In mice tu­mors, they found, IL-18 had lit­tle ef­fect but DR-18 worked at a “com­men­su­rate or su­pe­ri­or” rate to PD-1 ther­a­py. When they com­bined DR-18 and a PD-1 in­hibitor, the tu­mors dis­ap­peared in most of the mice. Fur­ther analy­sis showed this hap­pened be­cause of the mol­e­cule chang­ing the make­up of T cells around the tu­mor and re-ac­ti­vat­ing NK cells.

The pa­per ac­knowl­edged the po­ten­tial for tox­i­c­i­ties but said pre­clin­i­cal da­ta found the drug would be well-tol­er­at­ed.

The new com­pa­ny, called Sim­cha Ther­a­peu­tics, will try to ad­vance the drug in­to the clin­ic by the first half of 2021. So far, it’s just been Ring and a se­ries of con­sul­tants and board mem­bers —  no em­ploy­ees — but with the new fi­nanc­ing, they will now look to fill out a team. In­vestors in­clud­ed WuXi AppTec’s Cor­po­rate Ven­ture Fund, Se­quoia Cap­i­tal Chi­na, and Con­necti­cut In­no­va­tions.

Al­though it’s Ring’s first com­pa­ny, it won’t be his first li­censed com­pound. In 2012, as a grad­u­ate stu­dent, he co-in­vent­ed an IL-2 drug that’s now in pre­clin­i­cal stud­ies at Medicen­na Ther­a­peu­tics. A year lat­er, he pub­lished a CD-47 drug in Sci­ence that’s now the lead drug for ALX On­col­o­gy.

DR-18 is Sim­cha’s on­ly as­set for now, but Ring said the same tech­niques could be used to re­vive a range of oth­er cy­tokines and im­munother­a­pies that drug com­pa­nies aban­doned be­cause of ear­ly bi­o­log­i­cal lim­i­ta­tions.

“It’s re­al­ly an ar­che­type,” he said. “It’s a tem­plate for how we would ap­proach oth­er types of cy­tokines and mol­e­cules. Es­sen­tial­ly, the idea is we don’t want to ac­cept na­ture’s so­lu­tion.”

Im­ple­ment­ing re­silience in the clin­i­cal tri­al sup­ply chain

Since January 2020, the clinical trials ecosystem has quickly evolved to manage roadblocks impeding clinical trial integrity, and patient care and safety amid a global pandemic. Closed borders, reduced air traffic and delayed or canceled flights disrupted global distribution, revealing how flexible logistics and supply chains can secure the timely delivery of clinical drug products and therapies to sites and patients.

Pascal Soriot (AP Images)

UP­DAT­ED: As­traZeneca, Ox­ford on the de­fen­sive as skep­tics dis­miss 70% av­er­age ef­fi­ca­cy for Covid-19 vac­cine

On the third straight Monday that the world wakes up to positive vaccine news, AstraZeneca and Oxford are declaring a new Phase III milestone in the fight against the pandemic. Not everyone is convinced they will play a big part, though.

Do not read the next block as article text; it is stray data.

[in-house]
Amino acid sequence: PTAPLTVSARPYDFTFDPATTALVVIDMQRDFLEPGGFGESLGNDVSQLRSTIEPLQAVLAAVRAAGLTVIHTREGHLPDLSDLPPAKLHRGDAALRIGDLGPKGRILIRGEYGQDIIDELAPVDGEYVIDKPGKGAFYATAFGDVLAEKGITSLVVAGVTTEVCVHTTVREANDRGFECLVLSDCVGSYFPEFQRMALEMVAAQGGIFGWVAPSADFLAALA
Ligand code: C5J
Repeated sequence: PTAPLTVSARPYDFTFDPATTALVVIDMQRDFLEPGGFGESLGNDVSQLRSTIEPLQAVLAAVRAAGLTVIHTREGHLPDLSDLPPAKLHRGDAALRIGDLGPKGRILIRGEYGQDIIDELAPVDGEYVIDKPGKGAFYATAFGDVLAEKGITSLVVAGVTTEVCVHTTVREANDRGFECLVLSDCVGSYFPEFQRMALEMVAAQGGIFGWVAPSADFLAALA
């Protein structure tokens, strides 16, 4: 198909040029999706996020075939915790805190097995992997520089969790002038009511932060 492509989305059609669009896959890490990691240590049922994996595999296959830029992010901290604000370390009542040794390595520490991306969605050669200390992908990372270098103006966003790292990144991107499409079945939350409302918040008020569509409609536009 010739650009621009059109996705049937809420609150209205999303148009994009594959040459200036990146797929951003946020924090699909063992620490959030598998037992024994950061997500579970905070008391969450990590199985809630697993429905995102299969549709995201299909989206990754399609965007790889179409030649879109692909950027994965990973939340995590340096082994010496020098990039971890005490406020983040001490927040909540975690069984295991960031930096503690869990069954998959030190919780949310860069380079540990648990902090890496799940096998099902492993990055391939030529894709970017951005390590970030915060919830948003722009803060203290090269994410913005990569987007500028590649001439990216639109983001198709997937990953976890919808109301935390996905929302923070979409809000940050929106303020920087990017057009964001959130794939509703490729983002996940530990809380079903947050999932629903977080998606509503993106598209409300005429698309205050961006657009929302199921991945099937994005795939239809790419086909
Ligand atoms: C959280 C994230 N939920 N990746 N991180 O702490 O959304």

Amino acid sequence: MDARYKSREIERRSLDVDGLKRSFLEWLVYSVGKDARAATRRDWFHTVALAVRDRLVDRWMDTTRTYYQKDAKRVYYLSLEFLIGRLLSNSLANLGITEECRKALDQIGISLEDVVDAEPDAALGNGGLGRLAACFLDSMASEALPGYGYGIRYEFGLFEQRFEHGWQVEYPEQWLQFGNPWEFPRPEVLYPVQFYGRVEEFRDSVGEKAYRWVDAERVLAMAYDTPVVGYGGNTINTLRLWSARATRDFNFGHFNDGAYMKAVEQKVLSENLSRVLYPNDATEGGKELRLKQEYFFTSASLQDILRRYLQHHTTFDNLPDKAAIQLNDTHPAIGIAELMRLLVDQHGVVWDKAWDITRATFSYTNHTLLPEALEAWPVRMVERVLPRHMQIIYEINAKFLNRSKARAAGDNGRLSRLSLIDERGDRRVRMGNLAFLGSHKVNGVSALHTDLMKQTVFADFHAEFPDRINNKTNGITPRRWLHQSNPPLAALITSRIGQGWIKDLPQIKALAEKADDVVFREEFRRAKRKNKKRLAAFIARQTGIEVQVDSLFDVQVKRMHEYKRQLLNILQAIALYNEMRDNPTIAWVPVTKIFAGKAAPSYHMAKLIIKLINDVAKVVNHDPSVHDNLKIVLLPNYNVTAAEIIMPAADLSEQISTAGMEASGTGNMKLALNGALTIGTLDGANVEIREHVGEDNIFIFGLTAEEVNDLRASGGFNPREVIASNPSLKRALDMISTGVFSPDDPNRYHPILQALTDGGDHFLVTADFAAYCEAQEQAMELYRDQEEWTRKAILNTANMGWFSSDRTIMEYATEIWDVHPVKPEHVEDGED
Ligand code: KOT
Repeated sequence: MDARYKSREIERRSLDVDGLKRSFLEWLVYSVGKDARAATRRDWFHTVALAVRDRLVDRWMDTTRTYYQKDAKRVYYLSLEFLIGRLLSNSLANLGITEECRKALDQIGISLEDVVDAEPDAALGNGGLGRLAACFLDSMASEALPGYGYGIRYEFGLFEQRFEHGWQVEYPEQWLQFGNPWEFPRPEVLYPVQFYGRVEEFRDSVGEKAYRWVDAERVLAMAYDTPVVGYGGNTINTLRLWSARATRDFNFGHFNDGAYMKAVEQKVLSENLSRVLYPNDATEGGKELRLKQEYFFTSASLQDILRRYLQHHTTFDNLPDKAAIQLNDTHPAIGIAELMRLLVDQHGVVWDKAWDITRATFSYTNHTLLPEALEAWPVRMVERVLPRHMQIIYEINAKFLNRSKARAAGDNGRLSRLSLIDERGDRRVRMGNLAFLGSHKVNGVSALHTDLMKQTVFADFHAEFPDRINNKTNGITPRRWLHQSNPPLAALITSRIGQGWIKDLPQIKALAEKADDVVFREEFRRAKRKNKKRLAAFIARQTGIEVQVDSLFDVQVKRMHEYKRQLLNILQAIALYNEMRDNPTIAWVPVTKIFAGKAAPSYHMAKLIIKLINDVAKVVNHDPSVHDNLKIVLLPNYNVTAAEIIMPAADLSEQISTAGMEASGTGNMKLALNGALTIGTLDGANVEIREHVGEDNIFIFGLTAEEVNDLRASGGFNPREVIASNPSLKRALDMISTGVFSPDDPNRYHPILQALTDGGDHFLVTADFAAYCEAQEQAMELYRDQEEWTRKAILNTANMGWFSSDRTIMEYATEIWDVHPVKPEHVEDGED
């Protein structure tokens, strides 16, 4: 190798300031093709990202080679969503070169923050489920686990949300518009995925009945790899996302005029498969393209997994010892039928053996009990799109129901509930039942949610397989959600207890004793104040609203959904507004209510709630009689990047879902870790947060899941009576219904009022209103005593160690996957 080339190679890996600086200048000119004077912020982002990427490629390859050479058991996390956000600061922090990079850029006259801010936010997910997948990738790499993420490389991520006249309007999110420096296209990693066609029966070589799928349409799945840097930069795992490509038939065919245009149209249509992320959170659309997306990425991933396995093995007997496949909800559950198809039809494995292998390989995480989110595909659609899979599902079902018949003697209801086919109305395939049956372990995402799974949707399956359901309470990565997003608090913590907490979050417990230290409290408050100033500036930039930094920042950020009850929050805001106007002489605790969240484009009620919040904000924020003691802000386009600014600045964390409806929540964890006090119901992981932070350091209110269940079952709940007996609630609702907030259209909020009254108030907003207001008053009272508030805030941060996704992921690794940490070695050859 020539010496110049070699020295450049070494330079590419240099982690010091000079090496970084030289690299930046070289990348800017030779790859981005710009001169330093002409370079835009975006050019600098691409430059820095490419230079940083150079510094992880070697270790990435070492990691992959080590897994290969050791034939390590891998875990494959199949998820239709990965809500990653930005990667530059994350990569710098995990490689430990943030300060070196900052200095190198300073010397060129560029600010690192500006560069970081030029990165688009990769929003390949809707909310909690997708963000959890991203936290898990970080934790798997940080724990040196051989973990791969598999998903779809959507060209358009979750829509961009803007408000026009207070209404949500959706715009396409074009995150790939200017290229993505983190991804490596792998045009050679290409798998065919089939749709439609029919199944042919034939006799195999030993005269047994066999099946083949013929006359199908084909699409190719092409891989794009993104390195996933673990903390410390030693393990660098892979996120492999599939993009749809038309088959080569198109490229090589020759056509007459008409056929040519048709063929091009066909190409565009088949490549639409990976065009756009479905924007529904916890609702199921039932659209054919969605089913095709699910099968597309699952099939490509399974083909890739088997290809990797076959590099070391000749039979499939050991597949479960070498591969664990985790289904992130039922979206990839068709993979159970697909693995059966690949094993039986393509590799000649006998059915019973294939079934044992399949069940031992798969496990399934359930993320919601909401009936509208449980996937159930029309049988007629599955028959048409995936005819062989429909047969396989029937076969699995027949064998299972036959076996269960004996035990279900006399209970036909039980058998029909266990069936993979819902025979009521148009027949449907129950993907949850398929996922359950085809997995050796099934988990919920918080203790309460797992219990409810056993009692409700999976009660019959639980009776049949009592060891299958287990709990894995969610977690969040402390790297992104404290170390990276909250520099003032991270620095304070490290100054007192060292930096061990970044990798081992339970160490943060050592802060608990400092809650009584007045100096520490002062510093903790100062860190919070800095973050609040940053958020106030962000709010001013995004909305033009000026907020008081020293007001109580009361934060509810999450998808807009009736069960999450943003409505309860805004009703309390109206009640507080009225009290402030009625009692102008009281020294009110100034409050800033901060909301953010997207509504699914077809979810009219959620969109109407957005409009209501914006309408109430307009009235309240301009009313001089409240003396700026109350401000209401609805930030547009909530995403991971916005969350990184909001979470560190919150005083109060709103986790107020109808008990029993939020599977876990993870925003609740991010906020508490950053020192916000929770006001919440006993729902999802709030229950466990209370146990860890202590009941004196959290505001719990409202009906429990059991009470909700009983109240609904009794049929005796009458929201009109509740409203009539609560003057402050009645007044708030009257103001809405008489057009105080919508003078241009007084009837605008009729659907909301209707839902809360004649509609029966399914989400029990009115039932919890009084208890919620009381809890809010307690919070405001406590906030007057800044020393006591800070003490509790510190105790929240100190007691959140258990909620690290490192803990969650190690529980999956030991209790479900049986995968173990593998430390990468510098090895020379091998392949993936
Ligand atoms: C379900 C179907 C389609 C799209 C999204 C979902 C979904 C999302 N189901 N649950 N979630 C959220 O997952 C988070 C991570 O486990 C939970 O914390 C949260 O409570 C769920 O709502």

With an average efficacy of 70%, the headline number struck analysts as less impressive than the 95% and 94.5% protection that Pfizer/BioNTech and Moderna have boasted in the past two weeks, respectively. But the British partners say they have several other bright spots going for their candidate. One of the two dosing regimens tested in Phase III showed a better profile, bringing efficacy up to 90%; the adenovirus vector-based vaccine requires minimal refrigeration, which may mean easier distribution; and AstraZeneca has pledged to sell it at a fraction of the price that the other two vaccine developers are charging.

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Vas Narasimhan, Novartis CEO (Jason Alden/Bloomberg via Getty Images)

Vas Narasimhan's 'Wild Card' drugs: No­var­tis CEO high­lights po­ten­tial jack­pots, as well as late-stage stars, in R&D pre­sen­ta­tion

Novartis is always one of the industry’s biggest R&D spenders. As they often do toward the end of each year, company execs are highlighting the drugs they expect will most likely be winners in 2021.

And they’re also dreaming about some potential big-time lottery tickets.

As part of its annual investor presentation Tuesday, where the company allows investors and analysts to virtually schmooze with the bigwigs, Novartis CEO Vas Narasimhan will outline what he thinks are the pharma’s “Wild Cards.” The slate of five experimental drugs are those that Novartis hopes can be high-risk, high-reward entrants into the market over the next half-decade or so, and cover a wide range of indications.

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Feng Tian, Ambrx CEO (Ambrx)

Af­ter 5 qui­et years, a for­mer Scripps spin­out rais­es $200M and an­nounces plans to try again at an IPO

The first time San Diego biotech Ambrx tried to go public in 2014, they failed and the company’s board switched to a radically different strategy: They sold themselves for an undisclosed amount to a syndicate of Chinese investors and pharma companies.